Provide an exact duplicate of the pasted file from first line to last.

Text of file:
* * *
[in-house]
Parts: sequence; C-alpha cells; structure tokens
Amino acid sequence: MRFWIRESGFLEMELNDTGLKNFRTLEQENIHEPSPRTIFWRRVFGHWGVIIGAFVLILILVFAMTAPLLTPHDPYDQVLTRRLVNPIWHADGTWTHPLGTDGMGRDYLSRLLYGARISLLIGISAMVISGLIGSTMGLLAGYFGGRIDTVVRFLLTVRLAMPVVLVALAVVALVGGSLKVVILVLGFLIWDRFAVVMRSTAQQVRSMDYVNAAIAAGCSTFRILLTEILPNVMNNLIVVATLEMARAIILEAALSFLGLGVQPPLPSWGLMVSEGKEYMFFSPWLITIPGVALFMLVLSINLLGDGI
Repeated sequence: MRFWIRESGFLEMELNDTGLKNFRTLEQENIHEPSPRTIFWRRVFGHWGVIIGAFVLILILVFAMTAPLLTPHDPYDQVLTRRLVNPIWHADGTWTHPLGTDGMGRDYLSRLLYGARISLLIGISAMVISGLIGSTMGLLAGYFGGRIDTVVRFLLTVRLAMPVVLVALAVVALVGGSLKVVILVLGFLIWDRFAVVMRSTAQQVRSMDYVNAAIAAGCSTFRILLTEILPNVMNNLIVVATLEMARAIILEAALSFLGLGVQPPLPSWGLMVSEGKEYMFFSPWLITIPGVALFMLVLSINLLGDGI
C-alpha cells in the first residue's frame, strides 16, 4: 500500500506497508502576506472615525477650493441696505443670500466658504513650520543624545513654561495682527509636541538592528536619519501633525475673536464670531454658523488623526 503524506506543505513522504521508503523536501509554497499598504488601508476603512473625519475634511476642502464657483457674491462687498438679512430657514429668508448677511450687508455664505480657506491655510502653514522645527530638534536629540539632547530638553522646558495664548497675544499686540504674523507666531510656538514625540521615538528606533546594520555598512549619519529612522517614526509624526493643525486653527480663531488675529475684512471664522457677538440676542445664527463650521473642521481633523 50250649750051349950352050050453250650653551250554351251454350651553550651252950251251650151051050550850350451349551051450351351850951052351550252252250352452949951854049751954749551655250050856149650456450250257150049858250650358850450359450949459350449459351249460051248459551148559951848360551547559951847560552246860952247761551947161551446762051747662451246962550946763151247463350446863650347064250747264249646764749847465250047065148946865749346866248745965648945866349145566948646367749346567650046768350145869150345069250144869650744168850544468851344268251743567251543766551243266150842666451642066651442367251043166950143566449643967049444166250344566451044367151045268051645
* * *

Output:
[in-house]
Parts: sequence; C-alpha cells; structure tokens
Amino acid sequence: MRFWIRESGFLEMELNDTGLKNFRTLEQENIHEPSPRTIFWRRVFGHWGVIIGAFVLILILVFAMTAPLLTPHDPYDQVLTRRLVNPIWHADGTWTHPLGTDGMGRDYLSRLLYGARISLLIGISAMVISGLIGSTMGLLAGYFGGRIDTVVRFLLTVRLAMPVVLVALAVVALVGGSLKVVILVLGFLIWDRFAVVMRSTAQQVRSMDYVNAAIAAGCSTFRILLTEILPNVMNNLIVVATLEMARAIILEAALSFLGLGVQPPLPSWGLMVSEGKEYMFFSPWLITIPGVALFMLVLSINLLGDGI
Repeated sequence: MRFWIRESGFLEMELNDTGLKNFRTLEQENIHEPSPRTIFWRRVFGHWGVIIGAFVLILILVFAMTAPLLTPHDPYDQVLTRRLVNPIWHADGTWTHPLGTDGMGRDYLSRLLYGARISLLIGISAMVISGLIGSTMGLLAGYFGGRIDTVVRFLLTVRLAMPVVLVALAVVALVGGSLKVVILVLGFLIWDRFAVVMRSTAQQVRSMDYVNAAIAAGCSTFRILLTEILPNVMNNLIVVATLEMARAIILEAALSFLGLGVQPPLPSWGLMVSEGKEYMFFSPWLITIPGVALFMLVLSINLLGDGI
C-alpha cells in the first residue's frame, strides 16, 4: 500500500506497508502576506472615525477650493441696505443670500466658504513650520543624545513654561495682527509636541538592528536619519501633525475673536464670531454658523488623526 503524506506543505513522504521508503523536501509554497499598504488601508476603512473625519475634511476642502464657483457674491462687498438679512430657514429668508448677511450687508455664505480657506491655510502653514522645527530638534536629540539632547530638553522646558495664548497675544499686540504674523507666531510656538514625540521615538528606533546594520555598512549619519529612522517614526509624526493643525486653527480663531488675529475684512471664522457677538440676542445664527463650521473642521481633523 50250649750051349950352050050453250650653551250554351251454350651553550651252950251251650151051050550850350451349551051450351351850951052351550252252250352452949951854049751954749551655250050856149650456450250257150049858250650358850450359450949459350449459351249460051248459551148559951848360551547559951847560552246860952247761551947161551446762051747662451246962550946763151247463350446863650347064250747264249646764749847465250047065148946865749346866248745965648945866349145566948646367749346567650046768350145869150345069250144869650744168850544468851344268251743567251543766551243266150842666451642066651442367251043166950143566449643967049444166250344566451044367151045268051645